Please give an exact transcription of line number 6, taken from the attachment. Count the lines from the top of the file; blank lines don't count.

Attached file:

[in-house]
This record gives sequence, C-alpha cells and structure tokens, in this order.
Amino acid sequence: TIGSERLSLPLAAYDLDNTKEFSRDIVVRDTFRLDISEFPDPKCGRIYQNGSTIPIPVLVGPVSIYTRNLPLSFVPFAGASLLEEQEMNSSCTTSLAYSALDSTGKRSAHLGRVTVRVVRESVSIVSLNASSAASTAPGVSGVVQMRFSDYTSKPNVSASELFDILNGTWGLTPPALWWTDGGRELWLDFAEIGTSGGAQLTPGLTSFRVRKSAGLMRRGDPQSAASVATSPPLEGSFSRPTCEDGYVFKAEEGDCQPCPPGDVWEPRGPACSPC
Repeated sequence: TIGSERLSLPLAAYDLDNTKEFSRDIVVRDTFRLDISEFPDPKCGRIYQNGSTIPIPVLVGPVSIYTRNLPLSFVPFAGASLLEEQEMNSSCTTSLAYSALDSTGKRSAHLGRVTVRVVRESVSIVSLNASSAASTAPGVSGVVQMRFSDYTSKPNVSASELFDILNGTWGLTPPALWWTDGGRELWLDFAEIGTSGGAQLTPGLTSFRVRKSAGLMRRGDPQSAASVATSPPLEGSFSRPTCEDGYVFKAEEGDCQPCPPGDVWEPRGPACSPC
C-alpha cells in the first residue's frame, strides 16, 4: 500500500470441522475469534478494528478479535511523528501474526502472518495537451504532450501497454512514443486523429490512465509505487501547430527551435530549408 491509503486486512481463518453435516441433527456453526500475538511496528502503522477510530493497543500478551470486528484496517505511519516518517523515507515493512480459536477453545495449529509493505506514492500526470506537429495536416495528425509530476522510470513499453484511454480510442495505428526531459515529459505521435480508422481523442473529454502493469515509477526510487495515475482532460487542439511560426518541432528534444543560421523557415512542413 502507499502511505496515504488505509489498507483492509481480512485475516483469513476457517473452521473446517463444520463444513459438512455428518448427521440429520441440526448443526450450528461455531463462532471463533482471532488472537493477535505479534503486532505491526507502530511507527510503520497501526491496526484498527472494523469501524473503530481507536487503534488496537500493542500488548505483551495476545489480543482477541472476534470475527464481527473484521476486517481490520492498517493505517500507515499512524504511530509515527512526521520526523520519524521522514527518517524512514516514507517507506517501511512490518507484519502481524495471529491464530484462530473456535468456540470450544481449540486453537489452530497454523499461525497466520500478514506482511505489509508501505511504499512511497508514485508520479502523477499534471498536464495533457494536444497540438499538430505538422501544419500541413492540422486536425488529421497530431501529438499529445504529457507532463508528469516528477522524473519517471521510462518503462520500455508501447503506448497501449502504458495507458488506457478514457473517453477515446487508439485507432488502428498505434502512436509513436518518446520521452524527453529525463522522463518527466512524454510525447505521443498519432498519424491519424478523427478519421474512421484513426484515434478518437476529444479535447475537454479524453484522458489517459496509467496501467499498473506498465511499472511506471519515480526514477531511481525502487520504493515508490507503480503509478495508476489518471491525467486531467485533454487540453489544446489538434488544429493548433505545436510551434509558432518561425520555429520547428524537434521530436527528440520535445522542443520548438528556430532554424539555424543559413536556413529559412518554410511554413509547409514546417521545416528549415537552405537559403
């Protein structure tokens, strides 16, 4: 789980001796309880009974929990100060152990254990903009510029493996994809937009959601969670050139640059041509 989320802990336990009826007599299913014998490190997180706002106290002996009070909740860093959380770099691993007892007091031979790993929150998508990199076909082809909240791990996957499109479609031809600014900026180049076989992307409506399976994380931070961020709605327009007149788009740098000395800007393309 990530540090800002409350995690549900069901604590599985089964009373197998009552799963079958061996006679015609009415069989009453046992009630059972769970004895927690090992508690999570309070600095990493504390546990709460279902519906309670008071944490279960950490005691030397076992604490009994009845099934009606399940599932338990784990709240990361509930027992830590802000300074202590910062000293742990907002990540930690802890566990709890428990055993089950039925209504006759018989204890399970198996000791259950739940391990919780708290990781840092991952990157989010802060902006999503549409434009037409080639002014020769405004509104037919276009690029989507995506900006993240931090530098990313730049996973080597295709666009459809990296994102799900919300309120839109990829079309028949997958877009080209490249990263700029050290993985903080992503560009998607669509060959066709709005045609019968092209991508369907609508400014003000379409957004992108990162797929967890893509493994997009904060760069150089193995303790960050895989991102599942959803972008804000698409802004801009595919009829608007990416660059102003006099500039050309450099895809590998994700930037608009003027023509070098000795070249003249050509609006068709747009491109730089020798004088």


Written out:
């Protein structure tokens, strides 16, 4: 789980001796309880009974929990100060152990254990903009510029493996994809937009959601969670050139640059041509 989320802990336990009826007599299913014998490190997180706002106290002996009070909740860093959380770099691993007892007091031979790993929150998508990199076909082809909240791990996957499109479609031809600014900026180049076989992307409506399976994380931070961020709605327009007149788009740098000395800007393309 990530540090800002409350995690549900069901604590599985089964009373197998009552799963079958061996006679015609009415069989009453046992009630059972769970004895927690090992508690999570309070600095990493504390546990709460279902519906309670008071944490279960950490005691030397076992604490009994009845099934009606399940599932338990784990709240990361509930027992830590802000300074202590910062000293742990907002990540930690802890566990709890428990055993089950039925209504006759018989204890399970198996000791259950739940391990919780708290990781840092991952990157989010802060902006999503549409434009037409080639002014020769405004509104037919276009690029989507995506900006993240931090530098990313730049996973080597295709666009459809990296994102799900919300309120839109990829079309028949997958877009080209490249990263700029050290993985903080992503560009998607669509060959066709709005045609019968092209991508369907609508400014003000379409957004992108990162797929967890893509493994997009904060760069150089193995303790960050895989991102599942959803972008804000698409802004801009595919009829608007990416660059102003006099500039050309450099895809590998994700930037608009003027023509070098000795070249003249050509609006068709747009491109730089020798004088």